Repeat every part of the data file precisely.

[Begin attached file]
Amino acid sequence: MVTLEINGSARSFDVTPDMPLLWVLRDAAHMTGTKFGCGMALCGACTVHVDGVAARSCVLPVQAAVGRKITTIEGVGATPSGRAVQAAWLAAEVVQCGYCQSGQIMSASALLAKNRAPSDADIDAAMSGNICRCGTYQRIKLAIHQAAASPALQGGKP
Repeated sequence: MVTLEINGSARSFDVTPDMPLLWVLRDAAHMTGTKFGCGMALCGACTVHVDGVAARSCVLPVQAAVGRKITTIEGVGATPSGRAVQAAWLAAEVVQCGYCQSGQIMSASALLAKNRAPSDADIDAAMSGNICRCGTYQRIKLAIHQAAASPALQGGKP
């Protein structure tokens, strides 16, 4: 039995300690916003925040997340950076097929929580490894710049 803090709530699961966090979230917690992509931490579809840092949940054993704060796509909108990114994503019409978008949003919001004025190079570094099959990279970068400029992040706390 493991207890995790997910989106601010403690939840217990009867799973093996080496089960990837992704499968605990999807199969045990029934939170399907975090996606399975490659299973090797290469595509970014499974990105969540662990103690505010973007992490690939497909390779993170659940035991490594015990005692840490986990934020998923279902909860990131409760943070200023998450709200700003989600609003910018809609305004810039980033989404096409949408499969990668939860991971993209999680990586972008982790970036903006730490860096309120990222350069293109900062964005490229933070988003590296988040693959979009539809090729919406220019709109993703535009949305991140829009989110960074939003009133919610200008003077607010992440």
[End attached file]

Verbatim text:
Amino acid sequence: MVTLEINGSARSFDVTPDMPLLWVLRDAAHMTGTKFGCGMALCGACTVHVDGVAARSCVLPVQAAVGRKITTIEGVGATPSGRAVQAAWLAAEVVQCGYCQSGQIMSASALLAKNRAPSDADIDAAMSGNICRCGTYQRIKLAIHQAAASPALQGGKP
Repeated sequence: MVTLEINGSARSFDVTPDMPLLWVLRDAAHMTGTKFGCGMALCGACTVHVDGVAARSCVLPVQAAVGRKITTIEGVGATPSGRAVQAAWLAAEVVQCGYCQSGQIMSASALLAKNRAPSDADIDAAMSGNICRCGTYQRIKLAIHQAAASPALQGGKP
């Protein structure tokens, strides 16, 4: 039995300690916003925040997340950076097929929580490894710049 803090709530699961966090979230917690992509931490579809840092949940054993704060796509909108990114994503019409978008949003919001004025190079570094099959990279970068400029992040706390 493991207890995790997910989106601010403690939840217990009867799973093996080496089960990837992704499968605990999807199969045990029934939170399907975090996606399975490659299973090797290469595509970014499974990105969540662990103690505010973007992490690939497909390779993170659940035991490594015990005692840490986990934020998923279902909860990131409760943070200023998450709200700003989600609003910018809609305004810039980033989404096409949408499969990668939860991971993209999680990586972008982790970036903006730490860096309120990222350069293109900062964005490229933070988003590296988040693959979009539809090729919406220019709109993703535009949305991140829009989110960074939003009133919610200008003077607010992440």